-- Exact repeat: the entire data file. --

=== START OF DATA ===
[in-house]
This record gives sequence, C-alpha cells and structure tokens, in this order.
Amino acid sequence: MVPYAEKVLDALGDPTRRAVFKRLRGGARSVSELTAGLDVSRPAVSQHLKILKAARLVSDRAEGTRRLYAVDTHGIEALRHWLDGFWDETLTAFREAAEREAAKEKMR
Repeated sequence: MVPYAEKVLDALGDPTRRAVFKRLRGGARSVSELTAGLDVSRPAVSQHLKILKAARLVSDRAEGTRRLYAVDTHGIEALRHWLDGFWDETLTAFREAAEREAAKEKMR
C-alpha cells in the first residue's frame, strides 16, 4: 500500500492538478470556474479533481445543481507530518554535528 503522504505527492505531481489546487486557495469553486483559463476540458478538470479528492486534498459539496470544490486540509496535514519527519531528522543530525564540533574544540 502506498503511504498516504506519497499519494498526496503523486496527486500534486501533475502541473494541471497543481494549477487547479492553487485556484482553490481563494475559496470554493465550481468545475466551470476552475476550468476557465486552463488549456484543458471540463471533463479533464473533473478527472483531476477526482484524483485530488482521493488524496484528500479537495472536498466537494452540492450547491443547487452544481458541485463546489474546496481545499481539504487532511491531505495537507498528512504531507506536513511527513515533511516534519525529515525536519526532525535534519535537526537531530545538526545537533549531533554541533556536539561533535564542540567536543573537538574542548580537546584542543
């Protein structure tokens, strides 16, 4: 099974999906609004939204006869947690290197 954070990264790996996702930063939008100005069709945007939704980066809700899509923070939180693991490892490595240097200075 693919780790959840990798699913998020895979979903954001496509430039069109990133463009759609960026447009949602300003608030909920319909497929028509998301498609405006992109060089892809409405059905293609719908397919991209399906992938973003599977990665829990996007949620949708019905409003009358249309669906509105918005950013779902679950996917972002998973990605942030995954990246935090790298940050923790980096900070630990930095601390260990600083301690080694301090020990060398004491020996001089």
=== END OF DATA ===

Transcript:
[in-house]
This record gives sequence, C-alpha cells and structure tokens, in this order.
Amino acid sequence: MVPYAEKVLDALGDPTRRAVFKRLRGGARSVSELTAGLDVSRPAVSQHLKILKAARLVSDRAEGTRRLYAVDTHGIEALRHWLDGFWDETLTAFREAAEREAAKEKMR
Repeated sequence: MVPYAEKVLDALGDPTRRAVFKRLRGGARSVSELTAGLDVSRPAVSQHLKILKAARLVSDRAEGTRRLYAVDTHGIEALRHWLDGFWDETLTAFREAAEREAAKEKMR
C-alpha cells in the first residue's frame, strides 16, 4: 500500500492538478470556474479533481445543481507530518554535528 503522504505527492505531481489546487486557495469553486483559463476540458478538470479528492486534498459539496470544490486540509496535514519527519531528522543530525564540533574544540 502506498503511504498516504506519497499519494498526496503523486496527486500534486501533475502541473494541471497543481494549477487547479492553487485556484482553490481563494475559496470554493465550481468545475466551470476552475476550468476557465486552463488549456484543458471540463471533463479533464473533473478527472483531476477526482484524483485530488482521493488524496484528500479537495472536498466537494452540492450547491443547487452544481458541485463546489474546496481545499481539504487532511491531505495537507498528512504531507506536513511527513515533511516534519525529515525536519526532525535534519535537526537531530545538526545537533549531533554541533556536539561533535564542540567536543573537538574542548580537546584542543
């Protein structure tokens, strides 16, 4: 099974999906609004939204006869947690290197 954070990264790996996702930063939008100005069709945007939704980066809700899509923070939180693991490892490595240097200075 693919780790959840990798699913998020895979979903954001496509430039069109990133463009759609960026447009949602300003608030909920319909497929028509998301498609405006992109060089892809409405059905293609719908397919991209399906992938973003599977990665829990996007949620949708019905409003009358249309669906509105918005950013779902679950996917972002998973990605942030995954990246935090790298940050923790980096900070630990930095601390260990600083301690080694301090020990060398004491020996001089």